SABCS: Global breast cancer mortality rates decline

2016 12 08 16 10 08 926 Graph Bar Down 400

Breast cancer mortality rates continue to fall around the world, but there are disparities, particularly in South Korea and Latin America, according to a study presented this week at the San Antonio Breast Cancer Symposium (SABCS).

Breast cancer represents a quarter of all cancers in women worldwide, and comparing mortality trends between countries can help identify which nations are providing the most effective care, lead author Cécile Pizot of the International Prevention Research Institute in Lyon, France, said in a statement released by SABCS.

"Differences in healthcare systems and patient management could explain discrepancies in mortality reduction between similar countries," she said.

Pizot and colleagues used data from the World Health Organization (WHO) database on breast cancer deaths to calculate mortality rates from 1987 to 2013. They then stratified the results according to age.

Breast cancer mortality fell in 39 out of 47 countries, including the U.S. and most European nations -- with England and Wales showing the sharpest drop of 46%, the group found. Results were mixed in Latin America: For example, Brazil and Colombia showed mortality rate increases in women of all age groups, but Argentina and Chile showed declines in the mortality rate across all women.

South Korea had the greatest increase in breast cancer mortality, with an 83% rise overall and higher mortality in every age group. However, South Korea's breast cancer mortality rate is still lower than that of the U.S., at 5.3 deaths per 100,000 women in South Korea, compared with 14 deaths per 100,000 women in the U.S. between 2011 and 2013.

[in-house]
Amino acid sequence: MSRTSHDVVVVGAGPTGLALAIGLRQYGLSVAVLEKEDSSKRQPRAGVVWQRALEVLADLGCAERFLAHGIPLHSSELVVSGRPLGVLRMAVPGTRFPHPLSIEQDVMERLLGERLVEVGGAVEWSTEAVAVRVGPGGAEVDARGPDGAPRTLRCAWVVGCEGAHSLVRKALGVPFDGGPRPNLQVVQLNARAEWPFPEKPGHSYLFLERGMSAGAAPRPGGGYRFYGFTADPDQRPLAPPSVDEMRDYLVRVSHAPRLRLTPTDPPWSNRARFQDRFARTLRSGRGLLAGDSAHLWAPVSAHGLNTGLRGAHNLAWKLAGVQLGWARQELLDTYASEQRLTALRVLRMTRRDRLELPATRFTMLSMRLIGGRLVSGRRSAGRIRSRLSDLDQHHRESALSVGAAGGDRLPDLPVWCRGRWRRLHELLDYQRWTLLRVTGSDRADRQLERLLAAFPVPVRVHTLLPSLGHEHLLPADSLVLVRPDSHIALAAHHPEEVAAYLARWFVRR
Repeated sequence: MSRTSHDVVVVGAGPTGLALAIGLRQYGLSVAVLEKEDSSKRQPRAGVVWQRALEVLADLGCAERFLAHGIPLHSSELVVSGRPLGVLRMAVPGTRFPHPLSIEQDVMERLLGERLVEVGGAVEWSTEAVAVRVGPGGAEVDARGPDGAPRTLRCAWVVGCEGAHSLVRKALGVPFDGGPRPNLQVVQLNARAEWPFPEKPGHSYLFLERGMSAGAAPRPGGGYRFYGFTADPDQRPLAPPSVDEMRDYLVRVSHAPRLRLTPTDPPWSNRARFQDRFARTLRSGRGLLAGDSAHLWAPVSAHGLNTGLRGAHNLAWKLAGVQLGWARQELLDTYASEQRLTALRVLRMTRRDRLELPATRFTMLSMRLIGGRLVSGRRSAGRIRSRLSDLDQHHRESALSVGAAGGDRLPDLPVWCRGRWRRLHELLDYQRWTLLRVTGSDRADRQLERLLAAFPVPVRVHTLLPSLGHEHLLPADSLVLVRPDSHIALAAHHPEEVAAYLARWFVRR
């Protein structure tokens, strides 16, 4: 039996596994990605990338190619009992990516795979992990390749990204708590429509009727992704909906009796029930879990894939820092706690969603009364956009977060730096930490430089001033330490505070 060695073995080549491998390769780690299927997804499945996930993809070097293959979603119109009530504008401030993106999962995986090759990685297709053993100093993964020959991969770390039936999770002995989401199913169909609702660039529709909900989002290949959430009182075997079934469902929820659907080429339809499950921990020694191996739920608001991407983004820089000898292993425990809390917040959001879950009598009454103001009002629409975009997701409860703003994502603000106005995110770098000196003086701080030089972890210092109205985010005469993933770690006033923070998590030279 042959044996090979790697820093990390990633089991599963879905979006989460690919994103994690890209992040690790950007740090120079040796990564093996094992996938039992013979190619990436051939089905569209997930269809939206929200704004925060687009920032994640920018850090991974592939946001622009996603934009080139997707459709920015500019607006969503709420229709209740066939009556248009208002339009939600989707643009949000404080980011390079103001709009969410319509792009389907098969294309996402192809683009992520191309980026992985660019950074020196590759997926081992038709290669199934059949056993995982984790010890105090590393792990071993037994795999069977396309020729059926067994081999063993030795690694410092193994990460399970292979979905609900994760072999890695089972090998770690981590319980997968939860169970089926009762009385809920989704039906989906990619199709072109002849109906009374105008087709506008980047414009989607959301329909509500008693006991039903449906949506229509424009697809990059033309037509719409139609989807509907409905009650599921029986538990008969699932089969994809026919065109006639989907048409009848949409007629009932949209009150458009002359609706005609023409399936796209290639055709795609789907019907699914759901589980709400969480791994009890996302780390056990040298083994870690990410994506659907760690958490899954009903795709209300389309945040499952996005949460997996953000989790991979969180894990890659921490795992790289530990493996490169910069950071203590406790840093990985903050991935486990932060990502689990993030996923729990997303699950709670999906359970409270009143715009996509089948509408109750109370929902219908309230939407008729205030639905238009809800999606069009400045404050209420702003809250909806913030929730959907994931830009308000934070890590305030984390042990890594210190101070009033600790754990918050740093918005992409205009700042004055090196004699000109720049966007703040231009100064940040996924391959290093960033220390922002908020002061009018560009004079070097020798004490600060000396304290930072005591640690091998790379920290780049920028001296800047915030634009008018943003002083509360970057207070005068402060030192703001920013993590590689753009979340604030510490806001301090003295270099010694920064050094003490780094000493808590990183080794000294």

"South Korea has experienced major societal changes since the 1950s and quickly evolved from an agricultural, developing country to a highly industrialized and Westernized country," Pizot said. "Such quick changes might explain the considerable shift in cancer mortality."

Other results are as follows:

  • The breast cancer mortality rate in the U.S. fell 42% over the time period and declined in each age group: by 50% in women younger than 50, by 44% in women between 50 and 69, and by 31% in women 70 or older.
  • Globally, breast cancer mortality rates declined more for women younger than 50 than for women older than 50.
  • Breast cancer screening's role is not clear in mortality trends. Countries with similar geographic locations and socioeconomic status experienced similar trends, no matter whether mammography screening had been in place since the 1980s or whether it was introduced in 2005 or later.

The study results point to the difficulty of identifying a single, common factor that strongly influences breast cancer mortality trends, Pizot said. Future research on breast cancer mortality should focus on other facets of breast cancer management, including risk factors, drug therapies, access to care, and the use of multidisciplinary teams, she concluded.

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